By Brian David —
We know that wildfire smoke affects people’s health. Particles of burned plants and trees land on dust particles and are breathed into the lungs. However, this year’s Ferguson Fire not only affected you, it affected your plants.
This summer’s Sierra foothill smoke has limited gardening, in part by imposing health restrictions on gardeners. In areas that were evacuated, it meant plants went without care outside of the kind acts of conscientious fire fighters. Power outages, which often accompany wildfires, often result in irregular watering.
Plants, like people, need clean air for optimal health. The effects of smoke on plants can be tasted in fruits like grapes — wines produced from grapes developing during a wildfire will often have a smoky taste. Air pollution’s effects on plants have been documented in California since the 1940s. Air pollution decreases crop production and impacts the financial return on commercially grown produce. A combination of particulate matter and the low-lying ozone (O3), created by burning fossil fuels, can reduce yields of plants and trees by twenty percent.
Wildfire smoke may slow the development of garden plants, or leave plants with signs of stress on their leaves. You may have smoke-stressed plants if you find:
- leaves loosing their green color (chlorosis)
- leaf cell injury or death in the leaf (necrosis)
- irregular small dark spots on the leaves (stipples)
Brown, bronze or red sections on the leaf may also be the result of the plant’s pores (stoma) being overloaded with particles and ozone from the smoke.
Wildfires often require sprayed fire retardants to slow a fire. Long Term Fire Retardant (LTFR), the pink spray, is often composed of phosphates, sulfates, nitrogen and water. These elements suffocate the fire and fertilize the forest. The LTFR’s also alter the natural forest growth and wash into water ways increasing aquatic plant growth, which impacts aquatic animal development and survival.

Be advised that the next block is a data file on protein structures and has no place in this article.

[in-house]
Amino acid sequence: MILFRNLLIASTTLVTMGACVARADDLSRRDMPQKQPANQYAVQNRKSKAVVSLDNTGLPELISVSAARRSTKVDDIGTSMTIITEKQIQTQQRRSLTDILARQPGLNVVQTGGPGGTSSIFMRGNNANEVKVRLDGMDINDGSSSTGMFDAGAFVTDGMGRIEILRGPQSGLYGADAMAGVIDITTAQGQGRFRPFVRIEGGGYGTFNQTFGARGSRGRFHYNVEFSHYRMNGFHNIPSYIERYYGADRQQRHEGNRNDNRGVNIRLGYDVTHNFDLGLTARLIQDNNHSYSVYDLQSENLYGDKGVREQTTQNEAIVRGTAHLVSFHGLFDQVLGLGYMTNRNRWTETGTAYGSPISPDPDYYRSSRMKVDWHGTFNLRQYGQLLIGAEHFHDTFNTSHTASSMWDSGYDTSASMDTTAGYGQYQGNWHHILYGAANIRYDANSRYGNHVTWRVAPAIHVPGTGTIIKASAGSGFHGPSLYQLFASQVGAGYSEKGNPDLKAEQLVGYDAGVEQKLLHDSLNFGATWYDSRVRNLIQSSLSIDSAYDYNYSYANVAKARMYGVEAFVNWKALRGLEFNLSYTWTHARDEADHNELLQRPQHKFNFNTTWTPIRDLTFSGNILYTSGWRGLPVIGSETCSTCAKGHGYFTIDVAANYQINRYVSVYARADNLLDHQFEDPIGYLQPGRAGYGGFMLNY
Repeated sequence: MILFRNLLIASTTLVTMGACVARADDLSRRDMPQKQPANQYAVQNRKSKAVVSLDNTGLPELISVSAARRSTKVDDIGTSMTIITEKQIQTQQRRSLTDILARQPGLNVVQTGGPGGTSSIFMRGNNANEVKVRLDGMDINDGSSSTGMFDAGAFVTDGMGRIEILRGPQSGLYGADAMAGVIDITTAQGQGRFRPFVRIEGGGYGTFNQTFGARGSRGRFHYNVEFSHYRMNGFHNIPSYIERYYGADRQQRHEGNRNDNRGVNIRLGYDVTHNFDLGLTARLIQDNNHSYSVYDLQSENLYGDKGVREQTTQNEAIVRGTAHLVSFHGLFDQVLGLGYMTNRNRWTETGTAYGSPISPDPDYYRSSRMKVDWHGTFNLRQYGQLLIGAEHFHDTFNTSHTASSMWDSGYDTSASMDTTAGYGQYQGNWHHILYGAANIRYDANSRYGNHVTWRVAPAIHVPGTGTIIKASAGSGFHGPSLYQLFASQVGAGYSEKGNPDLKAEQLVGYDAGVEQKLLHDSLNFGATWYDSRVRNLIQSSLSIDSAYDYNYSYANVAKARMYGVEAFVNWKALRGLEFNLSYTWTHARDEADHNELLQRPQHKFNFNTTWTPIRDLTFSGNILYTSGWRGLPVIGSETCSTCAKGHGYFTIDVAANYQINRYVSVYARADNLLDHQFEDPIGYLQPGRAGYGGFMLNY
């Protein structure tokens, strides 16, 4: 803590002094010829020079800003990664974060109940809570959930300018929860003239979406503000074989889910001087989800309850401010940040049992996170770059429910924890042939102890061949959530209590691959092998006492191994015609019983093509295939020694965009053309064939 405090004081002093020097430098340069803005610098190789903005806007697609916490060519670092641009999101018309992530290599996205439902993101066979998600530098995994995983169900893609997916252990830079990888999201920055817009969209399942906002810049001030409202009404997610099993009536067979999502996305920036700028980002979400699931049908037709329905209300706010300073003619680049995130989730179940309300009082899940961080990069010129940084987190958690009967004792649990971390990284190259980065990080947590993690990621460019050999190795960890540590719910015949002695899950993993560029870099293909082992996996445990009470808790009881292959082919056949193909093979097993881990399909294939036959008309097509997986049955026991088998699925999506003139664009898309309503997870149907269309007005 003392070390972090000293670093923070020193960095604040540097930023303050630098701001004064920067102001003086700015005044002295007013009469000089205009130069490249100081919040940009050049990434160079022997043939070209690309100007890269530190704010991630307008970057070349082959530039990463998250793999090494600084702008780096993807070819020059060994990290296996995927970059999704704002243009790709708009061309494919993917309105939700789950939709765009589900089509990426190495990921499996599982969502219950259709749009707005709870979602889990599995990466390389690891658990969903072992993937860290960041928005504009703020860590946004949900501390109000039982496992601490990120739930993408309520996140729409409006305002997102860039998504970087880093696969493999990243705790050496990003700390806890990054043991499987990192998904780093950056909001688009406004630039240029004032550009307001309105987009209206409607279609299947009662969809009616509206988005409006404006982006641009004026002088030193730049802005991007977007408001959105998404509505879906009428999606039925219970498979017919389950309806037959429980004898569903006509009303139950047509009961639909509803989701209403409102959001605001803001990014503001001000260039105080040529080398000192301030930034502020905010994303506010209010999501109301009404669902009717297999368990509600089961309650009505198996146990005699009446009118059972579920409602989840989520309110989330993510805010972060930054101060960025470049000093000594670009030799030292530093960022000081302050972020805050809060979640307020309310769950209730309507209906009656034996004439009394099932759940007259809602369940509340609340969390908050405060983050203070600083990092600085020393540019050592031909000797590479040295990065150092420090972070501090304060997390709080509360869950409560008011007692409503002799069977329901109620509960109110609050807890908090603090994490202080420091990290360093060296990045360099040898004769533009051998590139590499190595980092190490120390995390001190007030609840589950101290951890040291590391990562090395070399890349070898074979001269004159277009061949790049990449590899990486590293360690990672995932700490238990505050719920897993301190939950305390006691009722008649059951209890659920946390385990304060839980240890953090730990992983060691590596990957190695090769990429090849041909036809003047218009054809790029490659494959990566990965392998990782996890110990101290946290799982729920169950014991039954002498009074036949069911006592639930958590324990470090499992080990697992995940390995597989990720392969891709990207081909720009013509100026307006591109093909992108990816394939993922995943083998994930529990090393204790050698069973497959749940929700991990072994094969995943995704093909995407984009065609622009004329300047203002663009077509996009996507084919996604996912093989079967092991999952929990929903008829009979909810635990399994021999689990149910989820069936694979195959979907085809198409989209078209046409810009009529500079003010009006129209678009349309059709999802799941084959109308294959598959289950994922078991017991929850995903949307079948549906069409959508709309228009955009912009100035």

But the best thing we can do for an environment with poor air quality is to grow more herbaceous plants.
Fall gardening in the Mother Lode can be like discovering green gold. Now is the time to prepare for your garden’s bright future. Soon rains will fall. The air will be clear blue and the land will revive. Planting our fall crops before the rains arrive allows their roots to drive deep into the soil maximizing fall and winter watering for vibrant foliage.
Consider planting nutrient dense vegetables like broccoli, brussel sprout, cabbage, cauliflower, collard, radish, kale and mustard greens. You may need row covers to protect from moth worms. Other great vegetables like lettuce, beet and carrot seed can all go in now.
Flowers like calendulas, primrose, snap dragons and pansies will color your fall garden. Spring maturing bulbs like narcissus, daffodils and brodiaea can go in now and do not need watering. This month plant for cleansing rains and happy holidays.
Brian David is a U.C. Master Gardener, Mariposa
More information on this topic is available from:
USEPA, “Particulate Matter” USDA, “Where There’s Fire, There’ Smoke and It’s Bad For Your Health” California Agriculture, Vol 48, #4, David Grantz NSA Photo, “Ferguson Fire” UCANR Photo, “Smoke Affected Plants”
If you are interested in learning more about gardening topics such as these, consider applying for the bi-annual UC Master Gardener course, which runs from January 09 – May 08, 2019. Classes are on Wednesdays from 9 a.m. to 1 p.m. at the Cathey’s Valley Park. Pick up applications at our booth at the Mariposa County Fair, Farmer’s Market, any UC Master Gardener event, the Cooperative Extension Office, or by email at firstname.lastname@example.org.
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